This Thursday (May 18, 2023) is Jerusalem Day, also known as Yom Yerushalayim, a national Israeli holiday commemorating the reunification of Jerusalem and the establishment of Israeli control over the Old City after the 1967 Six-Day War.
Jerusalem is a singularly wondrous place for Jews, but also for Christians and Muslims around the world. Despite its so-called “unification,” Jerusalem remains a divided city straddling uneasily the fault lines between ultra-Orthodox Haredi Jews and secular-non-Orthodox Jews, and between Israeli Jews and Palestinian Arabs.
That holy piece of real estate, sacred to three great religions, is among the most dysfunctional cities in the world. Its ancient Wall, its Church of the Holy Sepulchre, and its iconic Golden Dome lift billions of the faithful towards a vision of a heavenly Jerusalem.
For Jews, it is a place where prophets preached, psalmists sang praises, mystics sought oneness with divinity, sages taught wisdom from ancient texts, tribes and nations battled for control. This complex ancient and modern city nestled between valleys sparks the imagination, passions, and yearnings of Jews, Christians, and Muslims alike, and so the threatening march of hundreds of extremist settler Jews carrying flags through Arab neighborhoods in the Muslim Quarter on Jerusalem Day every year is fraught with potential violence.
History ought to be a warning of what can happen if events and passions aren’t held in check and respect for the “other” fails to unite religions of the west. In its 4000-year life, this co-called “City of Peace” has rarely known peace. It has been attacked 52 times, captured and recaptured 44 times, besieged 23 times, and destroyed twice.
Often in my visits to the city I climbed to the roof of the Church of the Holy Sepulcher to see the sweep of the landscape, and I marvel every time that one can see so much in a glance – Old City Streets – Jewish, Christian, Armenian, and Muslim Quarters – the ancient Mount of Olives Jewish cemetery – medieval Churches – the Temple Mount and Noble Sanctuary – the Western Wall, Dome of the Rock, and Southern-Most Mosque – Mount Scopus and the Hebrew University – a plethora of embassies and the Intercontinental Hotel – the City of David and the Palestinian village of Silwan – the sloping convergence of the Valley of Hinnom and the Valley of Kidron – the Security Fence – West and East Jerusalem – and the Seam Line.
I love this ancient-modern place. One thousand years ago, the Spanish poet, philosopher, and thinker Yehudah Halevi spoke words that resonate with me here in California where I was born, raised, and have lived for most of my life: “My heart is in the east and I am at the far reaches of the west.”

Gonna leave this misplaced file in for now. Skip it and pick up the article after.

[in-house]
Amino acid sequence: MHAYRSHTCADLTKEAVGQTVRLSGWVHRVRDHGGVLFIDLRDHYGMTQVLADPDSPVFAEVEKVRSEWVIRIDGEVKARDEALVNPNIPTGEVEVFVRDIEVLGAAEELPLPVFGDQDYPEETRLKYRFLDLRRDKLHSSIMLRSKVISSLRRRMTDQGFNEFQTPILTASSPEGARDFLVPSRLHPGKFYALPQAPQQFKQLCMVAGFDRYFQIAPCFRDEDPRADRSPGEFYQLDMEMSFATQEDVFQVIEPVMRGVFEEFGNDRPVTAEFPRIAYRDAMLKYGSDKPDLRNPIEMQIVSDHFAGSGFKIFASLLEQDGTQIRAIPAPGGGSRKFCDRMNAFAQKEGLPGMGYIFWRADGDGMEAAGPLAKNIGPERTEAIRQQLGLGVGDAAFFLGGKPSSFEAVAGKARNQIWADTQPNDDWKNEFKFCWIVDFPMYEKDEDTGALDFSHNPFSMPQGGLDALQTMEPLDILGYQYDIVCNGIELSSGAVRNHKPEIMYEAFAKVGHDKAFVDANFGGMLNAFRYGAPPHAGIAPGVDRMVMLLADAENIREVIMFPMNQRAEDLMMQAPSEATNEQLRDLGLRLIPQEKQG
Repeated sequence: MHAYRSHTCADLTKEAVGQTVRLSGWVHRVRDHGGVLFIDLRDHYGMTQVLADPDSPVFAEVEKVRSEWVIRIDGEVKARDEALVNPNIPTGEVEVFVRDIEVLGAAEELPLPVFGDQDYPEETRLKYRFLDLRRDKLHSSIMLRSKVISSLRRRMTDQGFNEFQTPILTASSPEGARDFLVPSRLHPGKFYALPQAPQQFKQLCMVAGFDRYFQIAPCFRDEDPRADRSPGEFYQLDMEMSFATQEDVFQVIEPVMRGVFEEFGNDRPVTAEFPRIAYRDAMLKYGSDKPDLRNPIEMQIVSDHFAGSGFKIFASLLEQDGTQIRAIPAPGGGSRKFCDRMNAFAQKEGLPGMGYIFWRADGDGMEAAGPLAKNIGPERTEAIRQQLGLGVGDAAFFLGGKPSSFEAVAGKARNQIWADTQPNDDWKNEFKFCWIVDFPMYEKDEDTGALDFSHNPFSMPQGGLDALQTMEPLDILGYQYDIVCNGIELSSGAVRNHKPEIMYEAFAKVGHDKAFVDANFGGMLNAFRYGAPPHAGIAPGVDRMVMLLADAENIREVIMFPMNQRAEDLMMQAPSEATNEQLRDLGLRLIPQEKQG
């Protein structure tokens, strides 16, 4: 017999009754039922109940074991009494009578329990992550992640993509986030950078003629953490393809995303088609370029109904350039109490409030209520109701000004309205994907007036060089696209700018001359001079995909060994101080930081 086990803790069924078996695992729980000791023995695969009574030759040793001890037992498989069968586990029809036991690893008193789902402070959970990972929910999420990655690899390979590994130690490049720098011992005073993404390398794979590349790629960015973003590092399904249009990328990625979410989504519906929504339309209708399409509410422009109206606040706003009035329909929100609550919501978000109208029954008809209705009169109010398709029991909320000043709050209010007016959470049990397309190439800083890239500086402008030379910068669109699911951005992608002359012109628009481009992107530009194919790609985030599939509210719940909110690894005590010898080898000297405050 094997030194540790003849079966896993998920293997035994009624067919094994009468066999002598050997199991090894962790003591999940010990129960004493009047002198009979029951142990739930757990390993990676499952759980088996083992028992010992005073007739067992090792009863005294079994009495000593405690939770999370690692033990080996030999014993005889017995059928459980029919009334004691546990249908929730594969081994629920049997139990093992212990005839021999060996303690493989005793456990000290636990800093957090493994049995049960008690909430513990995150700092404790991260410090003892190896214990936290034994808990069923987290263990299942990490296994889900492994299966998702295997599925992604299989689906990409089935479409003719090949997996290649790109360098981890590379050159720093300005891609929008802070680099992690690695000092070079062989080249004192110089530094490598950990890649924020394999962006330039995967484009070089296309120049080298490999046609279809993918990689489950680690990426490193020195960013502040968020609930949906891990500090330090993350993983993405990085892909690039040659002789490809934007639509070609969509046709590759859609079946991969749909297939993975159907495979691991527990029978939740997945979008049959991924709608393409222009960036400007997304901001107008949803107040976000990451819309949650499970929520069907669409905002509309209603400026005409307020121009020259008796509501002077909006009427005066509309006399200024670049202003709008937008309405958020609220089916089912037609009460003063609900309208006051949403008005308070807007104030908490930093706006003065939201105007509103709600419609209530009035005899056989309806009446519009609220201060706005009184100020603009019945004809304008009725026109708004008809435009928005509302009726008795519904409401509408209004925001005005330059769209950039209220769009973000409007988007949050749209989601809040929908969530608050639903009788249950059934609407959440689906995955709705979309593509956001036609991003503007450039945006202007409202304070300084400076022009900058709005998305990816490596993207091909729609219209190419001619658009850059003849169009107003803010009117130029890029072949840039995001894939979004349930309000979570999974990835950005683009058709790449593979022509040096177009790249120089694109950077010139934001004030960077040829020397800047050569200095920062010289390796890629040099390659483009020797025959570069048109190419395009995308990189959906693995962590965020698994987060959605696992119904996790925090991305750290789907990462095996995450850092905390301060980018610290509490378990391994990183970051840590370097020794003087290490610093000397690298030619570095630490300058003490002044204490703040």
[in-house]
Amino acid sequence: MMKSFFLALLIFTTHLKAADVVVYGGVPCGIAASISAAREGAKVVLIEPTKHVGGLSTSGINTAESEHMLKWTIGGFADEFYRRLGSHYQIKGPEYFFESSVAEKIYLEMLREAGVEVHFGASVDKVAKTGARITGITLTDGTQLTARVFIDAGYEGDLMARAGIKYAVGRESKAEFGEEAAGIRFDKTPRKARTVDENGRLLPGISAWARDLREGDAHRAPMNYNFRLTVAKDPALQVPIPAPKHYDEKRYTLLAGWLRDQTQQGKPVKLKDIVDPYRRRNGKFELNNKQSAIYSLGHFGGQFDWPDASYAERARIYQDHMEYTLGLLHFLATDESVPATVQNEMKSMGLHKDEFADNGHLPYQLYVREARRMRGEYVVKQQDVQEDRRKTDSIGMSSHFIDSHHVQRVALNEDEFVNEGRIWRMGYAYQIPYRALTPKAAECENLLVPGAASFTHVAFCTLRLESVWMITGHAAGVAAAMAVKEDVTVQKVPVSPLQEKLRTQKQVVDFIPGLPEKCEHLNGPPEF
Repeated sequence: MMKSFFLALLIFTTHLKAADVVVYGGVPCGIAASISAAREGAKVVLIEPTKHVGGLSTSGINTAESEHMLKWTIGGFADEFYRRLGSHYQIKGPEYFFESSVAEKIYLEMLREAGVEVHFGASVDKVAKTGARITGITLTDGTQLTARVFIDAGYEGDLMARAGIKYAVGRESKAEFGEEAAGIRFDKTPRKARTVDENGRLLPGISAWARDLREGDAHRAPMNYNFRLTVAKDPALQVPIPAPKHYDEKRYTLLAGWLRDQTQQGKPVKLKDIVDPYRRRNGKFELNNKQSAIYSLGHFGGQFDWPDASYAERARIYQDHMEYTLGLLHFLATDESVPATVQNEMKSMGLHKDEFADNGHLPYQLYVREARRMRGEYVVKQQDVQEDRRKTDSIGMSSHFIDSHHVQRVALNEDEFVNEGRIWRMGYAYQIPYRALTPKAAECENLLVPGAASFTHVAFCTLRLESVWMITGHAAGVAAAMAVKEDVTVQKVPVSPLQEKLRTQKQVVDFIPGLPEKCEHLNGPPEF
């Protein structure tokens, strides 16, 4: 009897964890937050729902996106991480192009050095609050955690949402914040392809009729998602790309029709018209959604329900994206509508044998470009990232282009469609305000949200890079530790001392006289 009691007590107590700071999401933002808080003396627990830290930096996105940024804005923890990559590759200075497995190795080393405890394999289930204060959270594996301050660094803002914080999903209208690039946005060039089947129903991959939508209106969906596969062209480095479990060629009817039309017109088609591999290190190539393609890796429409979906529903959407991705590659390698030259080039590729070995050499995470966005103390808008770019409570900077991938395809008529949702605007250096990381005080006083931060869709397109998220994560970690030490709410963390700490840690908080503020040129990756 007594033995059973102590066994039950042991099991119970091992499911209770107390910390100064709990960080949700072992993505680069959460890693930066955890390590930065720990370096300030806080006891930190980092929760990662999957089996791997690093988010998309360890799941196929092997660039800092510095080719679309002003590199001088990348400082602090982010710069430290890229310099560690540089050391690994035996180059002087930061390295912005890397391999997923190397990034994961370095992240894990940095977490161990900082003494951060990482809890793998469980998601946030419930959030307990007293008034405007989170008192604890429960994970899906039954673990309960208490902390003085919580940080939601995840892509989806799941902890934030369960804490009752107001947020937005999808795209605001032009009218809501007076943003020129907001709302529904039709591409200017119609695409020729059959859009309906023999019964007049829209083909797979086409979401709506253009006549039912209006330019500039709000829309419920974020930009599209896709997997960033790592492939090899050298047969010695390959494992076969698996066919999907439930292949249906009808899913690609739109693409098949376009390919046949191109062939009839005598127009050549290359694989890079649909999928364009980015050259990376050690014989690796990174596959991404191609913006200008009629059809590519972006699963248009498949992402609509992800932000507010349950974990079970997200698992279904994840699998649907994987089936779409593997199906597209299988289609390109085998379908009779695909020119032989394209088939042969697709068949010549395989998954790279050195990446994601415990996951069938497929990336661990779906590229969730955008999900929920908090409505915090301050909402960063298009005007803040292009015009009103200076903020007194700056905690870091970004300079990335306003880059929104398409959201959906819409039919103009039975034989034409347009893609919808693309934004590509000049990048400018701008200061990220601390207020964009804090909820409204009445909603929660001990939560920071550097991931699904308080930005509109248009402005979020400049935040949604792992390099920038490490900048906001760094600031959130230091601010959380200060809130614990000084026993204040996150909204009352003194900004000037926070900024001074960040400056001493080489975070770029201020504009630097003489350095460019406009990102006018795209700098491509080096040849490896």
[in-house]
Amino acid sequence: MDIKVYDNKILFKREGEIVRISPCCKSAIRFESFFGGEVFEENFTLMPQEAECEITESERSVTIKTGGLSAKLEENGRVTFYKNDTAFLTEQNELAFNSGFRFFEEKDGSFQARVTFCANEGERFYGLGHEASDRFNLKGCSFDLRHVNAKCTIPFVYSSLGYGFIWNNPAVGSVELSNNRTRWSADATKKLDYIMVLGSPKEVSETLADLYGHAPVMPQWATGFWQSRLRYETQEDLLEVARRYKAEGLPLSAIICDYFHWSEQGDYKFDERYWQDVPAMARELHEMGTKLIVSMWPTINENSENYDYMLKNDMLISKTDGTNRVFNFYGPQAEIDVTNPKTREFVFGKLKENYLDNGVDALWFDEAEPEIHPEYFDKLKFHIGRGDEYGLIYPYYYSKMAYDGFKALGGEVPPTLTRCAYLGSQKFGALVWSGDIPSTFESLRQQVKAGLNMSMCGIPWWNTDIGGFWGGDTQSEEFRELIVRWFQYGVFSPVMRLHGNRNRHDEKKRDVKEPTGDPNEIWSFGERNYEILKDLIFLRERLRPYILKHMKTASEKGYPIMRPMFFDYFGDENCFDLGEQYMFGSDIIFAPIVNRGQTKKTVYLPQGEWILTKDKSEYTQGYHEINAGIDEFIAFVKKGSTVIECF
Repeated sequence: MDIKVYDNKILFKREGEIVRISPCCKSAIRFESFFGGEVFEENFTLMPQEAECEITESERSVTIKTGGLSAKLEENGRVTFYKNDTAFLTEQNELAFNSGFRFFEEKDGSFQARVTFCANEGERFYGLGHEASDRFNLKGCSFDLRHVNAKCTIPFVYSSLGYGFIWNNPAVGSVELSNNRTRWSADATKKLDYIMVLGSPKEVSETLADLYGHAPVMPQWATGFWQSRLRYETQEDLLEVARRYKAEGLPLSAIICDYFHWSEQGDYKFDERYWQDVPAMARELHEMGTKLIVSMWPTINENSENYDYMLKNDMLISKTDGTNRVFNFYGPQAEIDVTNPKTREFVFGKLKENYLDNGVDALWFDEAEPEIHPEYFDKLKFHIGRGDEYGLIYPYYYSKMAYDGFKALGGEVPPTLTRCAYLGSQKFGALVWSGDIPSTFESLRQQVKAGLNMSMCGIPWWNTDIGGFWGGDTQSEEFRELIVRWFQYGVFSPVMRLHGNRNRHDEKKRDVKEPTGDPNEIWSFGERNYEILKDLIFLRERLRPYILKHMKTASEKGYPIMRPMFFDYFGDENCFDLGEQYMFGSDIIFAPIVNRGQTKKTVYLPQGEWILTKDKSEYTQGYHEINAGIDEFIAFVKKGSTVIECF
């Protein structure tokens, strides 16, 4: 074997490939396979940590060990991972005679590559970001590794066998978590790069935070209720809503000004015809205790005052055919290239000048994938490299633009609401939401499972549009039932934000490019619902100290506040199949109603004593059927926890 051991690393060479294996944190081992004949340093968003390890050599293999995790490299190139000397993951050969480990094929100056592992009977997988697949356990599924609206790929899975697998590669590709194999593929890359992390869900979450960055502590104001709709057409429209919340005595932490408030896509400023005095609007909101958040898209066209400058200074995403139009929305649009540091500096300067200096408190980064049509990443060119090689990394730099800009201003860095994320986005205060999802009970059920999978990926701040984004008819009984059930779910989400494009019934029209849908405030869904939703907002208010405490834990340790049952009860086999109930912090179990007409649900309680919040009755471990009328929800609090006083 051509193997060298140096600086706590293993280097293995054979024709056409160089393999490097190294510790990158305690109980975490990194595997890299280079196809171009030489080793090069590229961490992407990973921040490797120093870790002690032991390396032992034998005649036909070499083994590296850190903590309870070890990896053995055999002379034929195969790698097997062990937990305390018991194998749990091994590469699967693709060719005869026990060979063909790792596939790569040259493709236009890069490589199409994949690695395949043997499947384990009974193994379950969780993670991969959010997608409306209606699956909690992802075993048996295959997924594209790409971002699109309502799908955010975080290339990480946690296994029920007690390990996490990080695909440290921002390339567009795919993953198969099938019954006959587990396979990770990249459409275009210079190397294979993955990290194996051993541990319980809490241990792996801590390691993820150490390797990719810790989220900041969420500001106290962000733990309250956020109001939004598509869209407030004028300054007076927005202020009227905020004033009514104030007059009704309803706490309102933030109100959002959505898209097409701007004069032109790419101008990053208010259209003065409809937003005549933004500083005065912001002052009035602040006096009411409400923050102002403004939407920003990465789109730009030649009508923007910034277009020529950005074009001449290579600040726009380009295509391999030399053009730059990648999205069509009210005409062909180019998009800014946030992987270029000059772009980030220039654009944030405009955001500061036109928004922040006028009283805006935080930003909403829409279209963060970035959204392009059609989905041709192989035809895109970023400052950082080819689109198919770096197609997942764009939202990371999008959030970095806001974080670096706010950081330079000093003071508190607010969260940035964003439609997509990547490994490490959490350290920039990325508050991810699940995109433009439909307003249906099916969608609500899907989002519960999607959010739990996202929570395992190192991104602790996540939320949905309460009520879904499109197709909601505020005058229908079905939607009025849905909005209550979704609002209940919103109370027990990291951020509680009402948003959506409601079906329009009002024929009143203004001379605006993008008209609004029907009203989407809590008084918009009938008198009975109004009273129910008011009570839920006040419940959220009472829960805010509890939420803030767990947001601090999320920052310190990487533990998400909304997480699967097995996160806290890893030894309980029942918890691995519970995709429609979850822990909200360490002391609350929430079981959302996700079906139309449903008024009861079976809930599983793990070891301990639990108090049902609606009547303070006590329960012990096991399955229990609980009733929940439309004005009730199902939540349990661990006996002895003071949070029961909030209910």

This past week a new volume was published called What Jerusalem Means to Us – Jewish Perspectives and Reflections. The publisher describes the book as “address[ing] the intimate and unique connections among Jews, Judaism and Jerusalem along a variety of dimensions – religious, spiritual, historical, cultural, political, psychological, and social. These are manifested through the perspectives and reflections of sixteen Jewish leaders representing different backgrounds. The resultant essays present a rich array of personal and professional transformations, extraordinary love and hope for Jerusalem as well as an honest appraisal of some of the challenges of daily living.”
The book is a publication of The Jerusalem Peace Institute and is edited by the Jerusalem-born Saliba Sarsar, Professor of Political Science at Monmouth University in West Long Branch, New Jersey, and Carole Monica C. Burnett, Secretary of the Jerusalem Peace Institute the mission of which is to “highlight Jerusalem as humanity’s shared gift … and cherished by three faiths, and its centrality for a just peace through advocacy, programs, activities, interdisciplinary research, and publications.” It is the final book of a trilogy, the first two being reflections by Christians and Muslims of Jerusalem.
I am one of the 16 Jewish contributors in this newest volume, and this past week as I read my fellow contributors’ pieces, I was inspired by their perceptions and experiences, each different from the other, a kaleidoscope of insights based in love for this remarkable and uniquely sacred place on earth.
I recommend the book to you. It is available on Amazon.